“That is why I am suffering here in prison. But I am not ashamed of it, for I know the one in whom I trust, and I am sure that he is able to guard what I have entrusted to him until the day of his return” (2 Timothy 1:12).

Paul suffered for his proclamation of Jesus’ love, but he was not upset about it or “ashamed” of it as the above verse says. No, he knew that his sufferings were temporary, but God’s kingdom is eternal. The difficulties of the present lose some of their impact when seen from an eternal perspective. One of the most hopeful songs of the last few years is “There Will Be a Day” by Jeremy Camp. It includes the following thoughts –

“There will be a day with no more tears,
No more pain, and no more fears.
There will be a day when the burdens of this place
Will be no more, we’ll see Jesus face to face.
But until that day, we’ll hold on to you always.”

We may have trouble in this life, but when Jesus returns, all those troubles will be gone. If you know that there is an end to the race and what will happen when you finish, you can keep running.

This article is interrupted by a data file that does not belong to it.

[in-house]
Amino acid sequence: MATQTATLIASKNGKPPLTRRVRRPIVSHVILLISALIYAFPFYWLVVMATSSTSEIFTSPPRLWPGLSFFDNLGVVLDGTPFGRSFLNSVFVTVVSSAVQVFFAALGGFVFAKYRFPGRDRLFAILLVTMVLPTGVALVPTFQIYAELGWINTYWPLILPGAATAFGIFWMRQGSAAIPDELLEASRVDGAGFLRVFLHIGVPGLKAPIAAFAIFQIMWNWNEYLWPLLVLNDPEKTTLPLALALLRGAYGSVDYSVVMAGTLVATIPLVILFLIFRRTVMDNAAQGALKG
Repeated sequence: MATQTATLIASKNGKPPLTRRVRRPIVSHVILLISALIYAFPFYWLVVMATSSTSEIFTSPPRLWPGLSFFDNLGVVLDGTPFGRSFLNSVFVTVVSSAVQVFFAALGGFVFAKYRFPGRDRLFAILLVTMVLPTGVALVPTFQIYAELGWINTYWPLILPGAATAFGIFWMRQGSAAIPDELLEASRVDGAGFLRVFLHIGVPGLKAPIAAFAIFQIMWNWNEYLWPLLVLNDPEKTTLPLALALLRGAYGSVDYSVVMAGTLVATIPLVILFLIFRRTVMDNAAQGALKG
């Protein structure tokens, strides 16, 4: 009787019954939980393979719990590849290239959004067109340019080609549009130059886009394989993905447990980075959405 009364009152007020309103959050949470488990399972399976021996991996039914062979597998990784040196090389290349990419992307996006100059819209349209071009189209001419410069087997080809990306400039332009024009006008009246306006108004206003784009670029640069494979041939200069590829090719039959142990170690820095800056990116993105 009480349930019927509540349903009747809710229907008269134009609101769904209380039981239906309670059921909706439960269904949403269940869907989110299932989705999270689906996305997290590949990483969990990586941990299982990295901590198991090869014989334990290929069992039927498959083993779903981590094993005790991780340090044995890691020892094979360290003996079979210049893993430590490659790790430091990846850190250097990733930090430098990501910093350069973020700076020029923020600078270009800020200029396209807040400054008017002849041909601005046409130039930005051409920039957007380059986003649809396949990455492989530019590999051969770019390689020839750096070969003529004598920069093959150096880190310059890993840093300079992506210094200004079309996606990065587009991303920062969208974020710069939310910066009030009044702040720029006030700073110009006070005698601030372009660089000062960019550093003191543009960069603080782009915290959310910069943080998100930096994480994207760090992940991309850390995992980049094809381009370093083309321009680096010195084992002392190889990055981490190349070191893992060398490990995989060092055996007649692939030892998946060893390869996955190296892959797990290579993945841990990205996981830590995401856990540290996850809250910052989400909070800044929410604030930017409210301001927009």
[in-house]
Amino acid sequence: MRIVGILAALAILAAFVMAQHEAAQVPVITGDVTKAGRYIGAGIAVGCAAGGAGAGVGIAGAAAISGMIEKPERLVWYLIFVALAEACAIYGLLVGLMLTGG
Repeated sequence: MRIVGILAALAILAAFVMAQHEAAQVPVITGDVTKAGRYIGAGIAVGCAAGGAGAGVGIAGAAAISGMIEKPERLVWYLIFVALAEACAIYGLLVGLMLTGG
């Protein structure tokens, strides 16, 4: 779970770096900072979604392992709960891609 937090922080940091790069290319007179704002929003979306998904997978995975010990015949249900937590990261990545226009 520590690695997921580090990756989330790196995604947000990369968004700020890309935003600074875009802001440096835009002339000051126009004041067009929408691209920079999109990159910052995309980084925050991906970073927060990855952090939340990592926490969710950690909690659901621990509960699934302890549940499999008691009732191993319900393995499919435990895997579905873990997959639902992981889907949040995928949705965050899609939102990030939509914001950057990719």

One last thought

All of the above thoughts are things that Paul knew. None is a feeling. Too many Christians live in the realm of feelings. They think that the purpose of Christianity is to make them feel better. Jesus didn’t come to make us feel better – He came to free us from the penalty, power, and (ultimately) the presence of sin. The work of the Holy Spirit in us is to make us more like Jesus. We do feel better, but not because all conflict is removed from our lives. We feel better because we adjust our lives to God’s principles, He draws us close to Him, and we have peace. That’s how the truth sets us free (John 8:32).

“Seek the Kingdom of God above all else, and live righteously, and He will give you everything you need” (Matthew 6:33).

John McFadden